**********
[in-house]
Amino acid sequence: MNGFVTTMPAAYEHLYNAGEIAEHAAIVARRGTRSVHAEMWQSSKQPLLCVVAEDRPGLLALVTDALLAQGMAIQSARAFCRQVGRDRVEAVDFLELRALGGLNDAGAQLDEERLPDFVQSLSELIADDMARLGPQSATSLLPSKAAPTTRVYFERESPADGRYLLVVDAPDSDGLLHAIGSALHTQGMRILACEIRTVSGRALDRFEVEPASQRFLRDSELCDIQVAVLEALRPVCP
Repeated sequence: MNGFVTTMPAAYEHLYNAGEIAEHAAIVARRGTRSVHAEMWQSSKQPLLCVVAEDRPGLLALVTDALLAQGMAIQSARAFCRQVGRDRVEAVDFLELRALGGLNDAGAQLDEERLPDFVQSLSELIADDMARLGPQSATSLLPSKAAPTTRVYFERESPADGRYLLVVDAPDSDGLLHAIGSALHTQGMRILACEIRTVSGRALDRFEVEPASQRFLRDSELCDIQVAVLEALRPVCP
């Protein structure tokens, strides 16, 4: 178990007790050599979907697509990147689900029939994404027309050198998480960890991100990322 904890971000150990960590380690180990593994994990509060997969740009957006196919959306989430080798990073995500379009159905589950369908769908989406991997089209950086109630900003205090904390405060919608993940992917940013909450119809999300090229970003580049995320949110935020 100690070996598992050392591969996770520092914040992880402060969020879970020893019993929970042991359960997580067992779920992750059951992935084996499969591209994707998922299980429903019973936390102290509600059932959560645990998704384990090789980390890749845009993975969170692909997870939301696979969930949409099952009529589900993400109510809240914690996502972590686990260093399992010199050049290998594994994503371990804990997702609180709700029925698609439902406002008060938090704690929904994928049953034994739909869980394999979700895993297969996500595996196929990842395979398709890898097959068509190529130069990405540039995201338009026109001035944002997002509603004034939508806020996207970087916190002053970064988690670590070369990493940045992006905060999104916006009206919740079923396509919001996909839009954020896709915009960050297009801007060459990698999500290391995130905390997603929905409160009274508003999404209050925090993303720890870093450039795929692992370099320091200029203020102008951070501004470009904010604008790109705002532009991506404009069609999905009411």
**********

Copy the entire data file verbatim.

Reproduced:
[in-house]
Amino acid sequence: MNGFVTTMPAAYEHLYNAGEIAEHAAIVARRGTRSVHAEMWQSSKQPLLCVVAEDRPGLLALVTDALLAQGMAIQSARAFCRQVGRDRVEAVDFLELRALGGLNDAGAQLDEERLPDFVQSLSELIADDMARLGPQSATSLLPSKAAPTTRVYFERESPADGRYLLVVDAPDSDGLLHAIGSALHTQGMRILACEIRTVSGRALDRFEVEPASQRFLRDSELCDIQVAVLEALRPVCP
Repeated sequence: MNGFVTTMPAAYEHLYNAGEIAEHAAIVARRGTRSVHAEMWQSSKQPLLCVVAEDRPGLLALVTDALLAQGMAIQSARAFCRQVGRDRVEAVDFLELRALGGLNDAGAQLDEERLPDFVQSLSELIADDMARLGPQSATSLLPSKAAPTTRVYFERESPADGRYLLVVDAPDSDGLLHAIGSALHTQGMRILACEIRTVSGRALDRFEVEPASQRFLRDSELCDIQVAVLEALRPVCP
């Protein structure tokens, strides 16, 4: 178990007790050599979907697509990147689900029939994404027309050198998480960890991100990322 904890971000150990960590380690180990593994994990509060997969740009957006196919959306989430080798990073995500379009159905589950369908769908989406991997089209950086109630900003205090904390405060919608993940992917940013909450119809999300090229970003580049995320949110935020 100690070996598992050392591969996770520092914040992880402060969020879970020893019993929970042991359960997580067992779920992750059951992935084996499969591209994707998922299980429903019973936390102290509600059932959560645990998704384990090789980390890749845009993975969170692909997870939301696979969930949409099952009529589900993400109510809240914690996502972590686990260093399992010199050049290998594994994503371990804990997702609180709700029925698609439902406002008060938090704690929904994928049953034994739909869980394999979700895993297969996500595996196929990842395979398709890898097959068509190529130069990405540039995201338009026109001035944002997002509603004034939508806020996207970087916190002053970064988690670590070369990493940045992006905060999104916006009206919740079923396509919001996909839009954020896709915009960050297009801007060459990698999500290391995130905390997603929905409160009274508003999404209050925090993303720890870093450039795929692992370099320091200029203020102008951070501004470009904010604008790109705002532009991506404009069609999905009411």